For the past couple of weeks, I’ve been abuzz about a planned work trip — my first since the start of the pandemic. Actually, my first time in a plane during the COVID era, as well. I was heading to Cincinnati to cover a retirement conference. But part of the attraction was just connecting with others again in a group setting, and engaging in the travel-related rituals and routines that were once a part of our workaday lives.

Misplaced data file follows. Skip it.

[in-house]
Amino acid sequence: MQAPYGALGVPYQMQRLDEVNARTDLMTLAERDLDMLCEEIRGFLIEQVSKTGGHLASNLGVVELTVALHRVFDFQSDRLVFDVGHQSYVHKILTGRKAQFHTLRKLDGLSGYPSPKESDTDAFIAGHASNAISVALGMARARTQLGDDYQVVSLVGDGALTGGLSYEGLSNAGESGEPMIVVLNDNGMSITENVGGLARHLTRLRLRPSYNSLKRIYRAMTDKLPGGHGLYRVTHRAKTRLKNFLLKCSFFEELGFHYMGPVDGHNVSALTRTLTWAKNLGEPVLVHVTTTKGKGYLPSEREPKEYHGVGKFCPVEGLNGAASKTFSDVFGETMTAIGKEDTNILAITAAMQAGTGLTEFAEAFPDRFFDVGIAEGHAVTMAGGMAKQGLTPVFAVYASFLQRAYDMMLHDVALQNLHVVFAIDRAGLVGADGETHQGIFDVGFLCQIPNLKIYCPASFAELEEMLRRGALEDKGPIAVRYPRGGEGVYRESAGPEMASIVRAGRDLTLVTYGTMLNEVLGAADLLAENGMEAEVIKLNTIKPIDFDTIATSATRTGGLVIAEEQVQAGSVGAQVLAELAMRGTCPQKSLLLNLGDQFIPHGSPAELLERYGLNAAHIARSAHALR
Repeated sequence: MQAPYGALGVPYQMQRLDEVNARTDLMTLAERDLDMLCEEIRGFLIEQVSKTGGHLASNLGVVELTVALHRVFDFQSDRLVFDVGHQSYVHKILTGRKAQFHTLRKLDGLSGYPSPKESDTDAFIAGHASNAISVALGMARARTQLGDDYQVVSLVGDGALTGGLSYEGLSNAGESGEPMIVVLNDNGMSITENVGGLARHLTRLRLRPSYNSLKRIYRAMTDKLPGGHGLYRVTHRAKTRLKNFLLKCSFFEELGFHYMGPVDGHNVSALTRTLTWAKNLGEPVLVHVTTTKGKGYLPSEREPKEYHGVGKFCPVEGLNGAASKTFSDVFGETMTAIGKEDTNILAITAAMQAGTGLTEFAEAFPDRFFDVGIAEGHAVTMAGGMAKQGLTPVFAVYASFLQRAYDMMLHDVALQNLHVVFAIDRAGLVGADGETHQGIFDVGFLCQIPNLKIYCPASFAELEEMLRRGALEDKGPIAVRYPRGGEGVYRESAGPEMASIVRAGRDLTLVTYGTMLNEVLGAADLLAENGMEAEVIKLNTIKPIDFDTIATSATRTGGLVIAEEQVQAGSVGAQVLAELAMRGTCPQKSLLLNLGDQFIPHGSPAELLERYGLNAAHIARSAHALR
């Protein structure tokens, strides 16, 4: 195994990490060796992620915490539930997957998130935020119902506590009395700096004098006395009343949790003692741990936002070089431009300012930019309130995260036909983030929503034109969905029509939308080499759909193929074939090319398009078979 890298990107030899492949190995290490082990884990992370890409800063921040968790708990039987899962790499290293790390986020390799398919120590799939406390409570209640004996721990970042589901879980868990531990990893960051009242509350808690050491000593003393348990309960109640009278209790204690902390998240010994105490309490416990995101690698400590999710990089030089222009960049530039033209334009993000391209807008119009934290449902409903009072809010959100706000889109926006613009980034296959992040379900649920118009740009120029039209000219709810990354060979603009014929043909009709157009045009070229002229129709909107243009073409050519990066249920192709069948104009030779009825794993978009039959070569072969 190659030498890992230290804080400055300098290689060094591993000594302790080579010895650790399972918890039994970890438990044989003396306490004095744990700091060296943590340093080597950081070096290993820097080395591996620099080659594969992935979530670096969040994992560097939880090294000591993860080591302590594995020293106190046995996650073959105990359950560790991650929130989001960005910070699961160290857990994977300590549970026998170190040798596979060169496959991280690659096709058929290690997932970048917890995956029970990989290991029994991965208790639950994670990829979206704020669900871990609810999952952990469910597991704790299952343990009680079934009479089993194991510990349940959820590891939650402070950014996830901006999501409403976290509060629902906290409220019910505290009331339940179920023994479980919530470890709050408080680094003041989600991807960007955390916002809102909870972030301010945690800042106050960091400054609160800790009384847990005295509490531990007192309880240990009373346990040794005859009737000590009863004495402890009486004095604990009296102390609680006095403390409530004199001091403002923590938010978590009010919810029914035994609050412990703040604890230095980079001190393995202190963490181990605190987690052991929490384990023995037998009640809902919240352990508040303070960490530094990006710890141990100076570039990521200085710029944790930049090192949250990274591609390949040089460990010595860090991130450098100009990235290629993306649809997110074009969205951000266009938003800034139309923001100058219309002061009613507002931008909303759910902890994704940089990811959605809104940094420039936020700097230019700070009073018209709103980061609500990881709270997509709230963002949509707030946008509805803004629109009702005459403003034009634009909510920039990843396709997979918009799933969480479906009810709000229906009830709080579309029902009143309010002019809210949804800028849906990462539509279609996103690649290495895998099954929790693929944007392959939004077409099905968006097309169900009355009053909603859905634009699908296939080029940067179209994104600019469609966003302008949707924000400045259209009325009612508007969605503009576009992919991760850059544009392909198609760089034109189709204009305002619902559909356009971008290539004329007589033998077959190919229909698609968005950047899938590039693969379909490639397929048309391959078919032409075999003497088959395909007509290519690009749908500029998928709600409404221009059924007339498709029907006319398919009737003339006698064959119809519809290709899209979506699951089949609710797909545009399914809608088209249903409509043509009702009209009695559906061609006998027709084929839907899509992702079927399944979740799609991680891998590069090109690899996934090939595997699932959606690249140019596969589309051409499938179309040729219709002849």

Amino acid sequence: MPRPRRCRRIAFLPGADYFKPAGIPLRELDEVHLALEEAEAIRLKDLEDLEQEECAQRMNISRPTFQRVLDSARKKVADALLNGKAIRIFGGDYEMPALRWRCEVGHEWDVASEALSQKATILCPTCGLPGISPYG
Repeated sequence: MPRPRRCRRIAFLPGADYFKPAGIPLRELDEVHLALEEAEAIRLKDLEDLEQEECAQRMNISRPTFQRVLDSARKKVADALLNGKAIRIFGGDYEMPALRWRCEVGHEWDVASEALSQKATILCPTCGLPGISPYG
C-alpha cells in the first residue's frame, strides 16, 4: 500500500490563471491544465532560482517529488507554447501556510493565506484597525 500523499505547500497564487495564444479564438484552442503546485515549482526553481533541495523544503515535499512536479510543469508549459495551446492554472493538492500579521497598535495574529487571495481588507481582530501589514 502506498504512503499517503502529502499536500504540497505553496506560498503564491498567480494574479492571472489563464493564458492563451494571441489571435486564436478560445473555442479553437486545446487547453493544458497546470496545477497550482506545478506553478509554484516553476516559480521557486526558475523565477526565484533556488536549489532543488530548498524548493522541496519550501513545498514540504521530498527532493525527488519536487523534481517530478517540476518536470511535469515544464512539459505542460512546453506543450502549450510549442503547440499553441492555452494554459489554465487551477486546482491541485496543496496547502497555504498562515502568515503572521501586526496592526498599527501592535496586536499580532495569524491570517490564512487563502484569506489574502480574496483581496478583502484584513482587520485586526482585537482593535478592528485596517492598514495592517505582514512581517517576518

Suddenly, the idea of attending a breakout session on investing seemed as quixotic as seeing “Hamilton” on Broadway or going to the Super Bowl. I was even starting to salivate over the prospect of having an airplane meal. Or at least one of those bags of pretzels that flight attendants like to dole out. But so much for the pretzels. As usual, COVID got in the way. In this case, I’m not the one who got the virus. Rather, a friend I joined at a bar for beers and pinball learned a couple of days after we met that he had caught the bug. Naturally, he informed me. Never mind that we were both fully vaccinated. He had a breakthrough case, and I … well, I had “exposure.” It’s all still a bit complicated sorting these things out — and the rules are different for the vaccinated and the unvaccinated. Between my reading of CDC guidance and my parsing of what my doctor’s office advised, I learned that, as long as I didn’t knowingly have the virus (or have symptoms), I could get on a plane and be around others, provided I stayed masked. But I knew I still could be putting those others at risk. Plus, I’d have to take a COVID test five to seven days after my exposure — right when I was supposed to be in Cincinnati. And if I tested positive? I’d have to quarantine for 14 days in Cincinnati. That’s a lot of Cincy-style chili. Needless to say, I canceled the trip. The point of my relating this whole misadventure — or nonadventure, to be more accurate — is that we’re still very much living in the age of COVID. Even as we reopen our borders in the U.S. to international travelers. Even as we reopen our offices to workers who have been toiling away at home these past 18-plus months. Even as we make plans for holiday gatherings that we couldn’t have last year. You don’t need to hear me whine about a missed business trip to know that. You just have to look at the cold, hard numbers: 1,216 people died from COVID in this country on Nov. 10 alone, bringing the total since the start of the pandemic to 758,588, according to the New York Times tracker. That’s a figure higher than the population of three individual states (Wyoming, Vermont and Alaska). And the death toll isn’t something abstract: By now, most of us know someone who lost their life to the virus. In my case, I can think of at least three people gone — all parents of close friends. That’s the real tragedy of this disease. Coronavirus Update: Federal judge deals blow to Texas ban on face masks in schools, and Europe struggles to contain rising COVID-19 cases and deaths At the same time, the toll I’m talking about is that of COVID fatigue and the grim reality that as much as we want to move past the virus, we can’t right now — and we still really don’t know when, if ever, we may reach that point. If anything, our lives could remain a series of calculated choices and the constant need to wear masks for months, if not years, to come. To say nothing of having to stay on top of CDC advisories, sort out virus-related rules and regulations and generally live in a world that refuses to return to normal. My wife reminded me that I set the chain of events in motion that led to my canceled business trip when I met my friend and others at that bar. Does that mean I won’t be going to bars in the future? Probably not. But the mere fact I’m asking the question says a lot about where we are right now. It says a lot about our economic recovery from COVID, too. Consider that in New York City, only 8% of the worker population has returned to a five-days-a-week schedule in the office. And for all the reopening of venues and restarting of events, it’s still worth noting what’s being canceled, from a Veteran’s Day parade in Austin to a Chicago Cubs fan convention. All because of ongoing fear of the virus. Of course, I still don’t know if I have COVID, either. The test will come in a few days. I’ve had these scares before and know the drill: a quick swab of the nostrils and an anxious 10-or-so-minute wait. Maybe this time I’ll be one of the unlucky ones. Maybe not. But even then, there’s always the next scare and another test. Perhaps there will be a way out of this if enough Americans get vaccinated, but it seems like we’re losing that fight (yes, I’m looking at you, Aaron Rodgers). And that’s not to say there won’t be other COVID-related surprises that may delay our full return to normal. For example, there’s now word that deer — deer! — are getting COVID, which leaves open the possibility of transmission from Bambi to humans. To quote Suresh Kuchipudi, a veterinary virologist at Penn State who was recently interviewed by NPR: “If the virus has opportunities to find an alternate host besides humans … that will create a safe haven where the virus can continue to circulate even if the entire human population becomes immune.” So the COVID saga continues. And so does the COVID fatigue that may sap all our will and energy in the not-too-distant future, even if we consider ourselves fortunate not to have died from the virus. All I know is I really wanted to get to Cincinnati and have a bowl of that famous chili. Maybe next year.